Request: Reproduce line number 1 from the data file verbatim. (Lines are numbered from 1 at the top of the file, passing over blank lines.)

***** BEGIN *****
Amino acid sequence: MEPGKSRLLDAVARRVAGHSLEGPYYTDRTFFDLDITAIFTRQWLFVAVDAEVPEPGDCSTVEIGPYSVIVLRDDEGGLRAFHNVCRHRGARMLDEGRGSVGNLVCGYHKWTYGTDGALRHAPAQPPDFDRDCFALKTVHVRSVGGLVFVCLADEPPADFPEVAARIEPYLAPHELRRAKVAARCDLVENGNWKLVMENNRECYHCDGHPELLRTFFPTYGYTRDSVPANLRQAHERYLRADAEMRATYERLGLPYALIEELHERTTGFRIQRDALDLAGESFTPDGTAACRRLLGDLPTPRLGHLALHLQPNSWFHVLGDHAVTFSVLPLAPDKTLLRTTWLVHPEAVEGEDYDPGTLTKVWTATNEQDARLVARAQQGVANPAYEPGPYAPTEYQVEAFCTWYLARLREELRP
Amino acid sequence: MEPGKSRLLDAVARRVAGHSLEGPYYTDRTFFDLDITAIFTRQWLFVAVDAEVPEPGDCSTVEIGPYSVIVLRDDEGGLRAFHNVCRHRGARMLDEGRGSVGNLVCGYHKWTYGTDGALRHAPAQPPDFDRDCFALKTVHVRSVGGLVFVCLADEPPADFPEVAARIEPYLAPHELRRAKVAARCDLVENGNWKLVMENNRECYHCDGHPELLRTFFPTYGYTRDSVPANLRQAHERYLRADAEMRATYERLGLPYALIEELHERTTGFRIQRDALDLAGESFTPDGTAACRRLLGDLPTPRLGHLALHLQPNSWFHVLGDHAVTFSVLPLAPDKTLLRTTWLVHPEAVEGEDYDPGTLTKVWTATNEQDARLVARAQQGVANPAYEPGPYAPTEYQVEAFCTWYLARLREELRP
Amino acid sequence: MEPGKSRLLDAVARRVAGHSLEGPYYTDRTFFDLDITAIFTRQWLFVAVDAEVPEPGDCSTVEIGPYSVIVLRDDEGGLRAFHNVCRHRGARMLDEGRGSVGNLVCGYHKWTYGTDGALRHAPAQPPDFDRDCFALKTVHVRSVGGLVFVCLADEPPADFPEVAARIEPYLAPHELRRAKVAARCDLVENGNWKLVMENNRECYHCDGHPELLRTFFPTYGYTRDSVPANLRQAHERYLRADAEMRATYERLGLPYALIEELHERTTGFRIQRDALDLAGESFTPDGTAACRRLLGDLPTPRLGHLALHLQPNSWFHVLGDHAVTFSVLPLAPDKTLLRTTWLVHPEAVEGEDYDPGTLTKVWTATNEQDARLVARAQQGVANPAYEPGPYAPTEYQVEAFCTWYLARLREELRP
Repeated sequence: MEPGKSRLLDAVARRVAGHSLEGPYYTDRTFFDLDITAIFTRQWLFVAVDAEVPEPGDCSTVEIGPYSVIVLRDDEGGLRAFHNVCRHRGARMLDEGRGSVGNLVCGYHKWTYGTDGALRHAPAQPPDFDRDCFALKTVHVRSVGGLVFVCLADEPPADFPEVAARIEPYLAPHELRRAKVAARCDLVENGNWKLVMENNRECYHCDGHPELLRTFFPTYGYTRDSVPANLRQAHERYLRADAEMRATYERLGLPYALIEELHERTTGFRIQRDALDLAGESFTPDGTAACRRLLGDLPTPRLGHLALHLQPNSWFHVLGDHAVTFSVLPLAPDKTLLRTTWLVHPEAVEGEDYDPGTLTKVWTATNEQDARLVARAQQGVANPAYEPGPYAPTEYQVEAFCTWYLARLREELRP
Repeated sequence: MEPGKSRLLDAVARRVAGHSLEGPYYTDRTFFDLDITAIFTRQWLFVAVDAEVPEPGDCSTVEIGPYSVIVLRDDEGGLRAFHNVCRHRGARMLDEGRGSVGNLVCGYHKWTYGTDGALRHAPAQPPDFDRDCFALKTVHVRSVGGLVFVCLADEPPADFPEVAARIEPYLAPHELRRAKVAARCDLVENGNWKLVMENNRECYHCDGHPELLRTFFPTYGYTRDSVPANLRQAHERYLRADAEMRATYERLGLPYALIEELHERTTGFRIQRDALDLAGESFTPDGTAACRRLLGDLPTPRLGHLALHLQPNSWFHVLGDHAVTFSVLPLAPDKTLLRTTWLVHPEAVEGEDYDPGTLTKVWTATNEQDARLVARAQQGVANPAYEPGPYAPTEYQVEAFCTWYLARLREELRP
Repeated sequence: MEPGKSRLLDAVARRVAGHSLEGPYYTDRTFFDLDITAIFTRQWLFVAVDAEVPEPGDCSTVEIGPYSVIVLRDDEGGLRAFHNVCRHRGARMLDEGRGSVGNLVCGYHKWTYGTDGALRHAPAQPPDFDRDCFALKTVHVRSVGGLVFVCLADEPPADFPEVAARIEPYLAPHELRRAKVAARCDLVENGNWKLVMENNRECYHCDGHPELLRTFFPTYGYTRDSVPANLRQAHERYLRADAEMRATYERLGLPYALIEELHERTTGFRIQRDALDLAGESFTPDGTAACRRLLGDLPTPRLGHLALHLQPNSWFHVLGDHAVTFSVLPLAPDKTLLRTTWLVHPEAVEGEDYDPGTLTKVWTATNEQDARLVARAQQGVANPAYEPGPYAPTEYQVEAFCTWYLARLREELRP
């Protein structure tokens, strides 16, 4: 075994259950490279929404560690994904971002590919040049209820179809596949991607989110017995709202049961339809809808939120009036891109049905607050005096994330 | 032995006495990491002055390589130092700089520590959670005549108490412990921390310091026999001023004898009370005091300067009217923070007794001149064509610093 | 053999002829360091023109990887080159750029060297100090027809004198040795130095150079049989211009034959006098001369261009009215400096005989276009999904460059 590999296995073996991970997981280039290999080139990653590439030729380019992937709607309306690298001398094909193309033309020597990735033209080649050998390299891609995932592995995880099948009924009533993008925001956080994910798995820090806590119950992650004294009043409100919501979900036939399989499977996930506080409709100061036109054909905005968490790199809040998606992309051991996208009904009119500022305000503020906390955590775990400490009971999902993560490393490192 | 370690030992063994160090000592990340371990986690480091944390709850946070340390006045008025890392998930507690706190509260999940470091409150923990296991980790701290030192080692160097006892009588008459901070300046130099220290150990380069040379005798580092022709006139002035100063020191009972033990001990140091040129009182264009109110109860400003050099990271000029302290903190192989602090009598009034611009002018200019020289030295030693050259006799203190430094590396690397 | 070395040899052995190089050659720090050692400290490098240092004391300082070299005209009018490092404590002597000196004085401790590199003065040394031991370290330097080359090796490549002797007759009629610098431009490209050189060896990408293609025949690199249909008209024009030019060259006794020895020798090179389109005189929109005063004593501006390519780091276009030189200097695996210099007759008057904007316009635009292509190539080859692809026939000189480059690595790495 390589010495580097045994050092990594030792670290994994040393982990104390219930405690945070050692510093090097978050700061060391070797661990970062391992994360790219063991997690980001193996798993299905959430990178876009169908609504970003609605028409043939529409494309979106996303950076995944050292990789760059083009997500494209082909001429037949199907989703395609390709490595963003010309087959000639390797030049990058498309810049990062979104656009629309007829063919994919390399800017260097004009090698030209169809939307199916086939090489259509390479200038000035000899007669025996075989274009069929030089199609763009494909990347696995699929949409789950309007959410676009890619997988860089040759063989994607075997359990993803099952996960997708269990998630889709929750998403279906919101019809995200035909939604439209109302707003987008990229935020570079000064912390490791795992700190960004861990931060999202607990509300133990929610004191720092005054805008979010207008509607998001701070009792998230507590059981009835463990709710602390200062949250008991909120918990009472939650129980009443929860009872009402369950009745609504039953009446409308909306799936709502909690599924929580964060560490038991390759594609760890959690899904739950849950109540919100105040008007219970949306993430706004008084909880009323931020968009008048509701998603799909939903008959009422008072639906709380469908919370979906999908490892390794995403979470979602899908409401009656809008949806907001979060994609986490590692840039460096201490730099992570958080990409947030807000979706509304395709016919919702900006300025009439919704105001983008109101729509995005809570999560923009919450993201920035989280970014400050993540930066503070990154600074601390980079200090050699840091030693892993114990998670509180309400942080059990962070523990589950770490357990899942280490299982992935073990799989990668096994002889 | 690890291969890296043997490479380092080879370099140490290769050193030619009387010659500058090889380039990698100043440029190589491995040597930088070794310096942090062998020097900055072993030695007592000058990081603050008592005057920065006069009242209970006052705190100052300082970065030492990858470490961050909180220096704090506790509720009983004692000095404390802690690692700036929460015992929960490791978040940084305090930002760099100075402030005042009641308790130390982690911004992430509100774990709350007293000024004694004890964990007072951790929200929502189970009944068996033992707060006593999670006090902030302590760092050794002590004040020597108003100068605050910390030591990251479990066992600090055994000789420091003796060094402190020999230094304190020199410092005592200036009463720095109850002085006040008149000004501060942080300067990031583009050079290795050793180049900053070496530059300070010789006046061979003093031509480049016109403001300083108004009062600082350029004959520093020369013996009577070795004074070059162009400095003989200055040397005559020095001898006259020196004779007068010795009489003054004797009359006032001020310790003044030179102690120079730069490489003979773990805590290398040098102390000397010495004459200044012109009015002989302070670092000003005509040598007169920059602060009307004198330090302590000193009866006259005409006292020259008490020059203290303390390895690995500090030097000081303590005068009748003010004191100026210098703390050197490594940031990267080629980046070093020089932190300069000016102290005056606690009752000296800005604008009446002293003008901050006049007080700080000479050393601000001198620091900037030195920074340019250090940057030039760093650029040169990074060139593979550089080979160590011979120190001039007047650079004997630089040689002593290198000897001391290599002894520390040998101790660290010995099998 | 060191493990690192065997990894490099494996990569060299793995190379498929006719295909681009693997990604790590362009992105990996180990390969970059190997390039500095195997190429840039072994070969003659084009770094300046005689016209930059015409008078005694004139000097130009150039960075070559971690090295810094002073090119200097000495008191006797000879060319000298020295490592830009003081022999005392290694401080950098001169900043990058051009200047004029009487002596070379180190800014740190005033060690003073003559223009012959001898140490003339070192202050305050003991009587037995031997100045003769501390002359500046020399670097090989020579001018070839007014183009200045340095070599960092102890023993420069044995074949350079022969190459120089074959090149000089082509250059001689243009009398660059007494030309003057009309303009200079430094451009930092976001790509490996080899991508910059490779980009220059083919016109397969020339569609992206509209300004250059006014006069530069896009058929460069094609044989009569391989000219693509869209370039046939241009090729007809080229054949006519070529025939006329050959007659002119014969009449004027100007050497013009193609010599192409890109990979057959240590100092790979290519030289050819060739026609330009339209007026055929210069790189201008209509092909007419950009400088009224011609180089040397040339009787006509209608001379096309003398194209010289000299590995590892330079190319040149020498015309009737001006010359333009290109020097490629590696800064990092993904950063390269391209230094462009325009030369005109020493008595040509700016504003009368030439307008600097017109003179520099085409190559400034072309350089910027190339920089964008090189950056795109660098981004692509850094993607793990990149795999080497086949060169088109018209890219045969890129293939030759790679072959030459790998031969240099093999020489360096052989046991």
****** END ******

Amino acid sequence: MEPGKSRLLDAVARRVAGHSLEGPYYTDRTFFDLDITAIFTRQWLFVAVDAEVPEPGDCSTVEIGPYSVIVLRDDEGGLRAFHNVCRHRGARMLDEGRGSVGNLVCGYHKWTYGTDGALRHAPAQPPDFDRDCFALKTVHVRSVGGLVFVCLADEPPADFPEVAARIEPYLAPHELRRAKVAARCDLVENGNWKLVMENNRECYHCDGHPELLRTFFPTYGYTRDSVPANLRQAHERYLRADAEMRATYERLGLPYALIEELHERTTGFRIQRDALDLAGESFTPDGTAACRRLLGDLPTPRLGHLALHLQPNSWFHVLGDHAVTFSVLPLAPDKTLLRTTWLVHPEAVEGEDYDPGTLTKVWTATNEQDARLVARAQQGVANPAYEPGPYAPTEYQVEAFCTWYLARLREELRP